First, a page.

More leading carriers add war risk charges
Maersk, Hapag-Lloyd and Mediterranean Shipping Co have joined CMA CGM in applying additional surcharges to cargoes transiting the Middle East Gulf in the wake of heightened tensions in the region.
Maersk said it was applying charges of $42 per teu for dry containers due to “developments in the current situation in the Arabian Persian Gulf area”.
“As a result, we now see a notable impact on our cost base for our shipping and logistic activities,” Maersk said in a customer advisory. “Accordingly, to cover this cost increase, Maersk is introducing the Gulf emergency risk surcharge for all cargo to and from Saudi Arabia.”
The surcharge will affect destinations including Dammam and Jubail in Saudi Arabia, Bahrain, Qatar, the United Arab Emirates, Kuwait, Iraq and Sohar and Muscat ports in Oman, and will become effective from July 10 for non-regulated trades and August 1 for regulated trades.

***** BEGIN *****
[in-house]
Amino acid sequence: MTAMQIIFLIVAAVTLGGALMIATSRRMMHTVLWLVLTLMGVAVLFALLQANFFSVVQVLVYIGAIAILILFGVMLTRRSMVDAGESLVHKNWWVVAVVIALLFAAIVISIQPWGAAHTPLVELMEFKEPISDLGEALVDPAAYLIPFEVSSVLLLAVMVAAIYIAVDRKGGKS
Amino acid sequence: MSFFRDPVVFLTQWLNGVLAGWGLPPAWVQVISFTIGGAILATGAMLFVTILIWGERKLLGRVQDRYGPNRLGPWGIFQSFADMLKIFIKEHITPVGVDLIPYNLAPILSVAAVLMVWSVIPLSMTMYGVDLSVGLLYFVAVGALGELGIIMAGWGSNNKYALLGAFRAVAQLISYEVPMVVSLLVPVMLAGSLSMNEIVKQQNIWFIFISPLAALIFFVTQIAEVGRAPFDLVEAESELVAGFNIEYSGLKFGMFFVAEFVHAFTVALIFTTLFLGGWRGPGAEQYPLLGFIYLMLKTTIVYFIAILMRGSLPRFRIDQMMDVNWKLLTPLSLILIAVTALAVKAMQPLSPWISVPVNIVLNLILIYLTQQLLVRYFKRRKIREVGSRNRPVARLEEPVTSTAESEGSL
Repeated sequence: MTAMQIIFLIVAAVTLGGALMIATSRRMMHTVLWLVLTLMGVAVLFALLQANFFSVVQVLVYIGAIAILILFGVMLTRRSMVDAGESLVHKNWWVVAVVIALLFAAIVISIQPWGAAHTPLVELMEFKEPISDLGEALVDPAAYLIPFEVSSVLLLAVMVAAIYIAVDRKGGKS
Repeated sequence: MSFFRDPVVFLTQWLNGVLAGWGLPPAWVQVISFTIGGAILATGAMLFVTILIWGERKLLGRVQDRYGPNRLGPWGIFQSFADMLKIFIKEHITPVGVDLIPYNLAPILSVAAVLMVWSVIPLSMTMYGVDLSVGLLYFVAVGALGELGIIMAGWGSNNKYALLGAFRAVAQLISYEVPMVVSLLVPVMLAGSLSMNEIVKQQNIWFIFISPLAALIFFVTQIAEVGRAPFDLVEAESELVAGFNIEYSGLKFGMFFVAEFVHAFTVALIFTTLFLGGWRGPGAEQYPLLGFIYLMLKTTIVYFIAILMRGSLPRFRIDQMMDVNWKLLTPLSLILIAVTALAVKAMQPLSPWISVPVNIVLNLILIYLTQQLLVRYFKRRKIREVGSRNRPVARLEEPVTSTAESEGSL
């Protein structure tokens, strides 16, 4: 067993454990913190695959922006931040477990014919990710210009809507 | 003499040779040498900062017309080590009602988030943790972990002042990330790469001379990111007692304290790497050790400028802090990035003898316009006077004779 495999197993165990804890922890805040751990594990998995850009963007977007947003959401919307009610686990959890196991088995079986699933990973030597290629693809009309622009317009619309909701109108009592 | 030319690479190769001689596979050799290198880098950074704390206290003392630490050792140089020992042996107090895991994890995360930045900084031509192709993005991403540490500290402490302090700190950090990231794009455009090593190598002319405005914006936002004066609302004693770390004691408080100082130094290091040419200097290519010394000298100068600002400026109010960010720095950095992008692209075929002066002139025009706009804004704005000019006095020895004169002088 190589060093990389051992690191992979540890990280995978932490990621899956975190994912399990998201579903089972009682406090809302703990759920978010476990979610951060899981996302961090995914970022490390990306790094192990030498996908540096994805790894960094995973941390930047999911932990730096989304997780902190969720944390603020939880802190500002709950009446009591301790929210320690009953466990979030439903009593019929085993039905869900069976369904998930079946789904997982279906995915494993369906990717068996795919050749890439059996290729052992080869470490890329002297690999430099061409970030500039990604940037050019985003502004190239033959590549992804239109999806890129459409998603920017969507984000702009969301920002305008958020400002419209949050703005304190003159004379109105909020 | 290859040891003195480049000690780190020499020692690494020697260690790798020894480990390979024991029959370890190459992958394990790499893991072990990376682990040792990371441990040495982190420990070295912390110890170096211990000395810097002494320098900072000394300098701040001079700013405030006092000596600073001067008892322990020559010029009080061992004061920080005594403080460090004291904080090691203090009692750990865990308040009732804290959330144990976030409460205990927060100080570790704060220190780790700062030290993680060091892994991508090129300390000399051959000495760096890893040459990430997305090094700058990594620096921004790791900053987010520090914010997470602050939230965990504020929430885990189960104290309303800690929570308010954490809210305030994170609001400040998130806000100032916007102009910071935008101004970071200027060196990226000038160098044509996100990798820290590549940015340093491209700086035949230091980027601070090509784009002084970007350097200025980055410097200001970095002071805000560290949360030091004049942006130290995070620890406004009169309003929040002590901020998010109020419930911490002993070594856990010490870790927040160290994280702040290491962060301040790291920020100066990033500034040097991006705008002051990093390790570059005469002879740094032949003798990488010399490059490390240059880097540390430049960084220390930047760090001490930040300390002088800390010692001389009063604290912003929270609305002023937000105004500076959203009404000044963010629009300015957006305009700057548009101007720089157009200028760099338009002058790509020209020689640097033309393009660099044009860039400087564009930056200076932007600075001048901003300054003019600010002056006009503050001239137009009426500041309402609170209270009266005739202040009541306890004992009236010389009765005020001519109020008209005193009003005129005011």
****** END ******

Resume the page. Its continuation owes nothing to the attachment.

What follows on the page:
Hapag-Lloyd said it would implement a vessel risk surcharge from July 15 on cargoes via the Middle East Gulf to and from Bahrain, Iraq, Kuwait, Oman, Qatar, Saudi Arabia eastern province ports Dammam and Jubail, and the UAE.
“As a result of recent maritime incidents that took place in the Strait of Hormuz, our operating costs for our services in the Middle East Gulf region have increased,” it said.
Hapag-Lloyd’s surcharge will also be $42 per teu. For cargo from China it will become effective from August 1, while a date is yet to be announced for cargoes from the US.
MSC, Maersk’s partner in the 2M alliance, has set a slightly lower $40 per teu charge for cargoes destined to and from Middle East Gulf ports. The line said it was “compelled” to add fees “in view of the tensions in the area”.
MSC’s charges will be effective on bills of lading dated from July 8 for non-regulated trades, and August 1 for US and China trades.
Earlier this week, French carrier CMA CGM became the first major liner company to introduce a war risk surcharge for Middle East Gulf transits, citing rising insurance and operational costs.
The moves follow the attacks on Kokuka Courageous and Front Altair, on June 13, which have led to war risk premiums rising sharply after the region was identified as high risk waters as listed by the Joint War Committee.
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